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Claps and chaos on Tuesday with Delta Spirit

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Well played, Sacramento.

Was it the great weather? Was it the fact that it was Tuesday? Was it just that Sac just doesn’t really know Delta Spirit (yet)? Was it that trainwreck of a botched tribute/preview combo that this reporter attempted to pen last week?

Whatever the factors, Ace of Spades was feeling pretty sparse in the early goings of Tuesday night’s Delta Spirit gig, even as opening act Waters was wrapping up their set. It had that vacuous "should have been at Harlow’s" venue feeling, like you were for some reason using a punch bowl to scramble two eggs.

Folks were out all about town basking in one of our first legit summer evenings, but it didn’t seem like anyone was paying mind to the frenzy of rock and roll that was about to fire up inside A.O.S., prompting fears that Delta Spirit would be playing to a "dead" room.

There’s a reason why lead singer Matt Vasquez, on "like our third time ever in Sacramento," was praising the crowd as "fucking awesome" by the end of a set that I would use the same two words to describe, but am not technically allowed to in this space. From the moment the band took the stage, nearly everyone funneled in from the bars, lounge, couches and tables to get down and dirty with this beautifully ferocious rock band.

What looked like a sideline crowd got on the gridiron and brought their A-game.

There were very few songs (possibly none) that Vasquez and Co. did not incite arms-up audience clap-alongs. It started early with the blitzing jam on the almost eerily romping "White Table." Maybe the clapping was meant to augment the intermittent wall of percussion created by the main drum kit and the additional center island of thump that gave many a song some extra umph.

The frequent clapping may sound cheesy, but it fits well with their affable and approachable stage persona. Delta Spirit throws the party that everyone’s invited to and welcome to stay at all night, as long as you bring a sixer of Miller Lite. No one is more important than another.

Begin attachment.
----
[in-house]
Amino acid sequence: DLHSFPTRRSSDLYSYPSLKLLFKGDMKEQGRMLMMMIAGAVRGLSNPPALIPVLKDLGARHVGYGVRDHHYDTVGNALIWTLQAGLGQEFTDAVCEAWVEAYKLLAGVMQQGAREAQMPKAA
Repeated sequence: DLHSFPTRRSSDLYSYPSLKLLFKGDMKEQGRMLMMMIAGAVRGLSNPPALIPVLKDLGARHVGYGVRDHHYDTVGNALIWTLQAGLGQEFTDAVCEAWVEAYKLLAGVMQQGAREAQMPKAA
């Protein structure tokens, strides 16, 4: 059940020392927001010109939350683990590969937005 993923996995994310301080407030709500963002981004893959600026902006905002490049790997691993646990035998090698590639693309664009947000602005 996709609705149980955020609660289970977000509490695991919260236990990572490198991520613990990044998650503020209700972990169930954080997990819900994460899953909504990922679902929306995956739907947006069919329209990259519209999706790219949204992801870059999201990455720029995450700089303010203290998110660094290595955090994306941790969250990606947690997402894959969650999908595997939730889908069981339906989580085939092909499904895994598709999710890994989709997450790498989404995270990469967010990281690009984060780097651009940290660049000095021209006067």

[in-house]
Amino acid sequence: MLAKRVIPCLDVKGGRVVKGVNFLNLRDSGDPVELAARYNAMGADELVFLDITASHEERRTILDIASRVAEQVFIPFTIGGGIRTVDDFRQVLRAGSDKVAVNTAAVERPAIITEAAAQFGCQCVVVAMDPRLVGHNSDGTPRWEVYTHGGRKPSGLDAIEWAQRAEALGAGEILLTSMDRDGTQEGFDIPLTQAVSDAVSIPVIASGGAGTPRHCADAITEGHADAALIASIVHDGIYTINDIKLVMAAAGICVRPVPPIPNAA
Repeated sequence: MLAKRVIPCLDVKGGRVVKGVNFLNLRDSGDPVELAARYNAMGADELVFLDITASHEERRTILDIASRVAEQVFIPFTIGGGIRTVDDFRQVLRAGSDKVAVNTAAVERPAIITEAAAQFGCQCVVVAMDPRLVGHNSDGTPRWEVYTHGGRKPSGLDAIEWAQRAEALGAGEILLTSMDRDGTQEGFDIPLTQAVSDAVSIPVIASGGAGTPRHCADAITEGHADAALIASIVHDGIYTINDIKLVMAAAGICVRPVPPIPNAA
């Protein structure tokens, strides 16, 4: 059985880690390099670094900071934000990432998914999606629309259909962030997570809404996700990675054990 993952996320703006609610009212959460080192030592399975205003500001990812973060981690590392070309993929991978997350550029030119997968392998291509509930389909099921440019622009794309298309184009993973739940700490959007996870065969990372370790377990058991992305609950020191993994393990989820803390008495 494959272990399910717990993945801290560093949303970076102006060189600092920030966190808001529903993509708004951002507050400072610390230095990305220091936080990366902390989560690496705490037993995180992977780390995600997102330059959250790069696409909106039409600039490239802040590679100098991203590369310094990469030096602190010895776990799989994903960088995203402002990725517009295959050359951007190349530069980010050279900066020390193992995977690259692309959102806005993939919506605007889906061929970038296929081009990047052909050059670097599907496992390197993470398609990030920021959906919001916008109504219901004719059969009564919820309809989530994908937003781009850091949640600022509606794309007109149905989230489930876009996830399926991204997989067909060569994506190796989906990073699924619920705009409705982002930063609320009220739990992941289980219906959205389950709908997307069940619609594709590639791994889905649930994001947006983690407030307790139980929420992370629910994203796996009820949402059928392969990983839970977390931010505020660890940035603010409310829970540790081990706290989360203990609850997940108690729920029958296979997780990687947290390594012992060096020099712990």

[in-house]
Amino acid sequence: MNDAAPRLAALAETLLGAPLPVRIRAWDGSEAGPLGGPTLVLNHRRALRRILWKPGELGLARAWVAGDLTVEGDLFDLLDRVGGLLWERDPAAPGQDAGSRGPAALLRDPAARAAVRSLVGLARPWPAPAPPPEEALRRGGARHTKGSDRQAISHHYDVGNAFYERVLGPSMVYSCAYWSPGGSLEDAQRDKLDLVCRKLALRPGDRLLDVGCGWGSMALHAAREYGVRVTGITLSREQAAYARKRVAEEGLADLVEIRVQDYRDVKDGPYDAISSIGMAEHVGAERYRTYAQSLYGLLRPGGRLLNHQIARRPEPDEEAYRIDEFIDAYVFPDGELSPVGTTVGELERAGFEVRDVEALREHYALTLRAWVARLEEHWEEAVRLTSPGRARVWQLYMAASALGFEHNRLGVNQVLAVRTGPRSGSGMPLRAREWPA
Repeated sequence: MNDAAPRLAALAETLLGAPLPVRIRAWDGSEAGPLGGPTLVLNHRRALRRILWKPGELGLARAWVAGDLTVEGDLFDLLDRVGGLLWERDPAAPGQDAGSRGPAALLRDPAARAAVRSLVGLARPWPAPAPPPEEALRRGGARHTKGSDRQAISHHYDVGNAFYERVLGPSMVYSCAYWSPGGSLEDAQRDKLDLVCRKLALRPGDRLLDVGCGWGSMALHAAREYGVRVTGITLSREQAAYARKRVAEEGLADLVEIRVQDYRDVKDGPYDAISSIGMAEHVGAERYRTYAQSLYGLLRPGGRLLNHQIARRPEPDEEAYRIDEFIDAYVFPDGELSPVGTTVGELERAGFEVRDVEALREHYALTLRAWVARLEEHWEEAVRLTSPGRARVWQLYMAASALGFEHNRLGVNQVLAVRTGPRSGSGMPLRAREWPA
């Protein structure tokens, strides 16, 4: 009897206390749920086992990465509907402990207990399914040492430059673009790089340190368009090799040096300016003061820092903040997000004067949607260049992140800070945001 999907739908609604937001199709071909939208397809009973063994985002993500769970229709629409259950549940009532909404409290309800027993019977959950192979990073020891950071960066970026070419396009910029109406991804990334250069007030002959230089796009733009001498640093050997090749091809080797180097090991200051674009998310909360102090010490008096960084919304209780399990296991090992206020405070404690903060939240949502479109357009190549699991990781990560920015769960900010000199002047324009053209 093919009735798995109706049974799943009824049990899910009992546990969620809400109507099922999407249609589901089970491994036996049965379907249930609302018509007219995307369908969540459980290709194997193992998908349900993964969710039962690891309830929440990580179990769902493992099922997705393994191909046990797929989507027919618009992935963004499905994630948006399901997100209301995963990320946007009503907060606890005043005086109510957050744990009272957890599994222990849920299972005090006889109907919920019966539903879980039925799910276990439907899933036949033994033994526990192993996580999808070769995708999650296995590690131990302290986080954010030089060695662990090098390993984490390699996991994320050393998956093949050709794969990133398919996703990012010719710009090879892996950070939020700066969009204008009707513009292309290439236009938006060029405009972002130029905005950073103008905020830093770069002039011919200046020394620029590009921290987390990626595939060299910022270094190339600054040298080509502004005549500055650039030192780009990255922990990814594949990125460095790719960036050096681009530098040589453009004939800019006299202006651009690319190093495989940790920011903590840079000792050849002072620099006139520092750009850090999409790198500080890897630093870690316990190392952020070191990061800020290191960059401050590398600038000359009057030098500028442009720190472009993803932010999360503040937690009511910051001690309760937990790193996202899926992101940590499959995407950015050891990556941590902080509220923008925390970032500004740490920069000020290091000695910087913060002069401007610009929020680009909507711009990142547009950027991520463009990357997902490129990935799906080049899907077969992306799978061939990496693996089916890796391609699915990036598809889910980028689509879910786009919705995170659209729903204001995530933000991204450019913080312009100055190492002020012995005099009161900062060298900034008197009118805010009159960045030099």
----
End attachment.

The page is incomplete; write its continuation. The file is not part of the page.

Or, to put it another way, "we are two Indians in the same canoe," as go the lyrics to the jumpy "Strange Vine," followed by a "dance tune" called "Tear it Up," from their recent self-titled album.

Vasquez was good enough to mention that the group had spent the afternoon at Capitol Bowl in West Sac before leading the crowd in the primal tribal war cry interludes of "Tellin’ the Mind," followed closely by the beautiful crescendo of the ballad "House Built for Two," which they have apparently not played in the last couple of years.

And was it just me, or did that groovy homemade triangular light structure remind anyone of something you’d build with these?

It’s hard to determine if Delta Spirit is an Americana band that likes to play very uptempo, or just a straight-ahead rock band that will occasionally like to slow things down. "Bushwick Blues" and "People C’mon" would tell one end of the story, "Children" might tell another. And then there’s the intensely beautiful "Devil Knows You’re Dead," which opened up the encore, and certainly sent Tyler Williams of locals the Great Northern Divers (and formerly Light Rail) home happy. I ran into him at the bar, he told me it was the one song he really wanted to hear.

Either way you choose to classify Delta Spirit, the last song of the evening "Trashcan" represents a little bit of everything that is great about rock and roll. Slamming a trashcan lid for percussion, throat-shredding and howling vocals, thundering piano, grooving guitars, and Vasquez climbing to the rafters atop the tallest amp on stage.

Front men don’t usually do stuff like that if they’re not feeling a crowd.

Well played indeed, Sacramento.

Delta Spirit’s Matt Vasquez

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